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# Projections from museum collections

Sometimes the only data we have are data from museum collections, and many of those data are now online through databases like the Global Biodiversity Information Facility (GBIF: http://www.gbif.org). Skarpaas and Stabbetorp [2] suggest a way to use these data for a population viability analysis. Since collectors typically collect only one individual from a site, each specimen reflects presence or absence of a species at a site rather than the number of individuals present. Thus, Skarpaas and Stabbetorp treat the number of sites at which a species is present as their measure of viability. A species goes extinct when the number of sites it occupies goes to zero. Their approach also recognizes that there are two sources of variability in the number of collected specimens over time:

1. Population variability: Real variability in the number of sites at which a species is present over time.

2. Observation error: Specimens may not be availalbe for some sites at which the species is present.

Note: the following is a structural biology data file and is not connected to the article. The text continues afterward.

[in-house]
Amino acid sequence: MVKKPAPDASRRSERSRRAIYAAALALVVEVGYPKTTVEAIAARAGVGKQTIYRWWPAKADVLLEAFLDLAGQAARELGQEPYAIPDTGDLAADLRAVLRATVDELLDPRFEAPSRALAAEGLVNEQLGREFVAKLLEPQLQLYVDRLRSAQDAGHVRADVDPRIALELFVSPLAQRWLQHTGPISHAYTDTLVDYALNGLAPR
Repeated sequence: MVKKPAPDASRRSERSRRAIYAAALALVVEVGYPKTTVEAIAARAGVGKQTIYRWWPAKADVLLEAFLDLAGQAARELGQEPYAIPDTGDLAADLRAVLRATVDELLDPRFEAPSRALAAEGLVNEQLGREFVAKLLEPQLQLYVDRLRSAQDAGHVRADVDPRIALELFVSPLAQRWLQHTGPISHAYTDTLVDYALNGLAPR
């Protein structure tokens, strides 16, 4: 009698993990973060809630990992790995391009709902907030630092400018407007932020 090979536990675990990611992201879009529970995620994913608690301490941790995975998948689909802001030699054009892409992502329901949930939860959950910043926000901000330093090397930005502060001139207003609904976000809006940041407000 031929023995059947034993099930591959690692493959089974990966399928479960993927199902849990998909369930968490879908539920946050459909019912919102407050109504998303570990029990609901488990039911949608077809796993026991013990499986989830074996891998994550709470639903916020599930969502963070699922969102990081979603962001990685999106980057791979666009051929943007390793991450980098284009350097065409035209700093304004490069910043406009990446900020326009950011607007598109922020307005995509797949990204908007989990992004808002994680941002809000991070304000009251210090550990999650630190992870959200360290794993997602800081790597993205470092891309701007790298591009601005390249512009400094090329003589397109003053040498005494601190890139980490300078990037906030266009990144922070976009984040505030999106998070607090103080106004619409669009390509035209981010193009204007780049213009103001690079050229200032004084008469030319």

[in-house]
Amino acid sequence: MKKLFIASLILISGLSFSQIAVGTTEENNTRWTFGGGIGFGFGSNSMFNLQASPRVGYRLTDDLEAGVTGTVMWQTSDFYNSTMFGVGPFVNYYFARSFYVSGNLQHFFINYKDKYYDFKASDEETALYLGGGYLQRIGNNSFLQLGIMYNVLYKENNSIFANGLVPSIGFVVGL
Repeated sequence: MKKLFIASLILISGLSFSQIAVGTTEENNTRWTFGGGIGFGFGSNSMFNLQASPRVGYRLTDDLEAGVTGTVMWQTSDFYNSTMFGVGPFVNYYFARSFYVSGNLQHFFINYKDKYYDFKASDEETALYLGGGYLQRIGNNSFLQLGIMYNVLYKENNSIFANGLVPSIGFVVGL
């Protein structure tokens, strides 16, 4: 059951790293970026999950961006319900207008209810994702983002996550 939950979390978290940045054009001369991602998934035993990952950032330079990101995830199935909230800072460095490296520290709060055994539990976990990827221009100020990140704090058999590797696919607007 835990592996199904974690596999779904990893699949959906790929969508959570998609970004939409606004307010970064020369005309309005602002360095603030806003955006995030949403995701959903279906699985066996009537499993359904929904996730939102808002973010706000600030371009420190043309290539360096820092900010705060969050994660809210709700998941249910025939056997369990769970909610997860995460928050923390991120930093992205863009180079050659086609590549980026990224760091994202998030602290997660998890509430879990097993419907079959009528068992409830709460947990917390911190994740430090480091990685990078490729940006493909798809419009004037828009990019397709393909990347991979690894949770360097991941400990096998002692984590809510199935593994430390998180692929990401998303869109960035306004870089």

They model population variability with a very simple model of exponential growth:

is the average grawth rate of the species. is a normal random variable with mean 0 and variance . is the growth rate in a particular year. If it is negative, the number of sites occupied declines. If it is positive, the number of sites occupied increases.

The model for observation error is also simple. If is the probability that a species is observed at a site, they let

where accounts for the possibility that species are present in a site but not collected, and is the number of sites included in the sample. Given an estimate of sampling effort over time, , and an independent estimate of , the other parameters in the model can be estimated, and the probability of extinction over time can be calculated.

Skarpaas and Stabbetorp present simulation results suggesting that their method tends to overestimate quasi-extinction probabilities, but the overestimation is not severe unless (a) the number of sites included in the sample is small (100 or fewer) or (b) the detection probability is low (0.75 or less). The approach seems promising, though I do have to wonder how often species of concern will have distributions for which it is reasonable to imagine that there are 100 or more sites where it could have been seen. The good news is that the simulations suggest that we are unlikely to underestimate the risk a species faces if we use their approach.

Next: Projections from abundance data Up: Estimating extinction risk and Previous: An example
Kent Holsinger 2011-10-10